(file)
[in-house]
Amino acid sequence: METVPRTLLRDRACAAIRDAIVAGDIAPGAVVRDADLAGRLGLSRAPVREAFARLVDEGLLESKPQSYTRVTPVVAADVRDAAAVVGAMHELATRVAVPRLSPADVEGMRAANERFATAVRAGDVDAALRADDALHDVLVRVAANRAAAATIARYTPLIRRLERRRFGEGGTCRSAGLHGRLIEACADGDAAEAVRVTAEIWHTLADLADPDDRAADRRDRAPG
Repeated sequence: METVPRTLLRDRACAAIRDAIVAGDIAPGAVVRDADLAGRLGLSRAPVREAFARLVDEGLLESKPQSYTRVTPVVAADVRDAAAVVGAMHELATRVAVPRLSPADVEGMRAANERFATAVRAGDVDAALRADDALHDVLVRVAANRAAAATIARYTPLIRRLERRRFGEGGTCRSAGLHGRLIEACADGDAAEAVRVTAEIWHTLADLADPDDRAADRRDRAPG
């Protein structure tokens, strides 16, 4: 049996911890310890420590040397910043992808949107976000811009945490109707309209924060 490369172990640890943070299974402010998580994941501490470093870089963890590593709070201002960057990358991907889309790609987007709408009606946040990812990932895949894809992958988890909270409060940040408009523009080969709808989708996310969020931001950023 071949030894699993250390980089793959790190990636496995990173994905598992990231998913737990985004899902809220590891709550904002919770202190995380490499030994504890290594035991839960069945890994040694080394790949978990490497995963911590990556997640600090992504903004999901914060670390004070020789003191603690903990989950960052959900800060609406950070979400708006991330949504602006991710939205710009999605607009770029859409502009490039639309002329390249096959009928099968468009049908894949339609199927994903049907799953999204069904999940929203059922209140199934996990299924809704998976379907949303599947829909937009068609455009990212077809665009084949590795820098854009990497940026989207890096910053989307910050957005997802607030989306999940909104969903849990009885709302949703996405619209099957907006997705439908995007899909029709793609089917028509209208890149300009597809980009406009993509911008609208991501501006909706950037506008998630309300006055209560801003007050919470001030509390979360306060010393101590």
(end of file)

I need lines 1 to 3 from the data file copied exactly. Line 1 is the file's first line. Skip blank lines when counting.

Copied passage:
[in-house]
Amino acid sequence: METVPRTLLRDRACAAIRDAIVAGDIAPGAVVRDADLAGRLGLSRAPVREAFARLVDEGLLESKPQSYTRVTPVVAADVRDAAAVVGAMHELATRVAVPRLSPADVEGMRAANERFATAVRAGDVDAALRADDALHDVLVRVAANRAAAATIARYTPLIRRLERRRFGEGGTCRSAGLHGRLIEACADGDAAEAVRVTAEIWHTLADLADPDDRAADRRDRAPG
Repeated sequence: METVPRTLLRDRACAAIRDAIVAGDIAPGAVVRDADLAGRLGLSRAPVREAFARLVDEGLLESKPQSYTRVTPVVAADVRDAAAVVGAMHELATRVAVPRLSPADVEGMRAANERFATAVRAGDVDAALRADDALHDVLVRVAANRAAAATIARYTPLIRRLERRRFGEGGTCRSAGLHGRLIEACADGDAAEAVRVTAEIWHTLADLADPDDRAADRRDRAPG